Most of Mercury's mantle is stripped away, but this grazing impact doesn't send a shockwave through the planet, and so the volatiles remain along with enough of the mantle to reshape this world with a thin outer layer of rock.
Mercury was transformed into the smallest planet in the solar system, and its lost mantle was stolen by an unexpected thief.
That mantle accretes onto the biggest object around, but the biggest object around isn't Mercury.
When Mercury's mantle got knocked off in this collision, it had to go somewhere.
So if you're looking for Mercury's missing mantle, look no further than right under your feet.
To this day, part of Mercury could be part of Earth, stolen in a hit-and-run collision.
Mercury was able to survive the formation of the solar system, but it paid a cost.
It was battered.
Since day one, Mercury has had a tough ride.
It's been pounded by the Sun and planets, and things have not improved since.
You can see by the surface of Mercury that it has a lot of battle scars.
The solar system did not treat it well.
The planet has been bombarded and fried, but these events could help explain one of Mercury's biggest mysteries.
Why is the planet so dark? The solar system is full of beautiful, colorful planets but Mercury is different.
Its dark gray surface baffles scientists.
One of the most intriguing things is how dark the surface of Mercury is.
A big mystery in the solar system is why? Why is Mercury like that? The rocky inner planets all formed in the same region of the solar system from similar materials, and yet Mercury is darker than all of them.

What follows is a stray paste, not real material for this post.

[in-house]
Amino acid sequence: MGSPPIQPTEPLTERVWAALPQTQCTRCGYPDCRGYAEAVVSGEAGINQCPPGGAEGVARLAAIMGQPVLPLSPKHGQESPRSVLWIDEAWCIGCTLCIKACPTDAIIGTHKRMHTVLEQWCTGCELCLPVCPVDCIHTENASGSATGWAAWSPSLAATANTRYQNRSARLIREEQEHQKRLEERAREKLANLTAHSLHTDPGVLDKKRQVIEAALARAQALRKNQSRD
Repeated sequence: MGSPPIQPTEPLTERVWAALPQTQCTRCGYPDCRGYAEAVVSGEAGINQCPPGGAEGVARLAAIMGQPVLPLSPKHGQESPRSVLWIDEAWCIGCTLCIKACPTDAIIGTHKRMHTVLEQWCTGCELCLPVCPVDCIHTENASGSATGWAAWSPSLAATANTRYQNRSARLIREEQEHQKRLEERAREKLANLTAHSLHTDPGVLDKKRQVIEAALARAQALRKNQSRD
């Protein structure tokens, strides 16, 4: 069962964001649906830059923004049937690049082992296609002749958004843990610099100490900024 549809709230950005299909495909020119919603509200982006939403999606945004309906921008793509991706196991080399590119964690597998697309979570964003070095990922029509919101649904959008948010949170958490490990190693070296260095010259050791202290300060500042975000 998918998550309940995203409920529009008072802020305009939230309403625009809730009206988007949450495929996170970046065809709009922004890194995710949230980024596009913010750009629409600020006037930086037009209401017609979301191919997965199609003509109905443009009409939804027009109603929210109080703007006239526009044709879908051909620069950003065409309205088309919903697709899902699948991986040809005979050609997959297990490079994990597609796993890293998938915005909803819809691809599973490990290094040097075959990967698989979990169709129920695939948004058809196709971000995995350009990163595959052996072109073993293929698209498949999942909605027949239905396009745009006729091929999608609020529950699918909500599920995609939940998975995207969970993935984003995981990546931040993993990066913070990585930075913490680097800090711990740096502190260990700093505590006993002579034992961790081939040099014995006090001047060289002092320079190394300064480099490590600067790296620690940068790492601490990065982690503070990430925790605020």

Some of the darkest surfaces here on Earth are lava fields.
Planetary scientist Nina Lanza visits one in Iceland to find some common ground.
The surface of a planet records the history of all the processes that have acted upon it.
So when we look at the surface of Mercury, we can piece together that story.
Right now, we're standing on a basalt lava flow.
Basalt is a type of volcanic rock that's the building block of all planets, so we know just by seeing this basalt here, there was volcanic activity.
On Earth, most basaltic rock is covered by oceans.
On Mercury, the basalt is exposed.
Old liquid lava flows are visible as smooth channels of solid rock.
For a billion years after Mercury's formation, lava explodes from volcanic vents and leaks out from fissures.
Could the volcanism explain the dark world we see today? Basalt is a pretty dark rock already, but what's so interesting about Mercury is that it's actually darker than basalt.
So from the recent messenger mission to Mercury, we had some ideas about what may be making the surface so dark, and it's really strange.
It's actually carbon in the form of graphite, the mineral graphite, which is what you find in a pencil.
So that material is all over the surface of Mercury, and it's incorporated into the rocks.
Carbon doesn't come from basaltic rock, but there is something else that could have brought carbon to Mercury Comets.
These dirty ice balls contain carbon, and they've bombarded the planet for billions of years.
The evidence of these attacks is etched into the surface.
It's hard to look at Mercury and not wince on occasion.
It is really covered with craters.
It has been battered and bruised.
It really has just been terribly, terribly mistreated over its lifetime.
Mercury has been hit often and hard.
Mercury is moving more rapidly around the Sun than the Earth is, so a head-on impact is going to be faster than a head-on impact of a comet in the Earth.
So pound for pound, a comet impact on Mercury is much more energetic, will do much more damage than an impact on Earth.
If you've ever been to, like, meteor crater in Arizona in the United States, it's around a mile across.
It's this huge crater.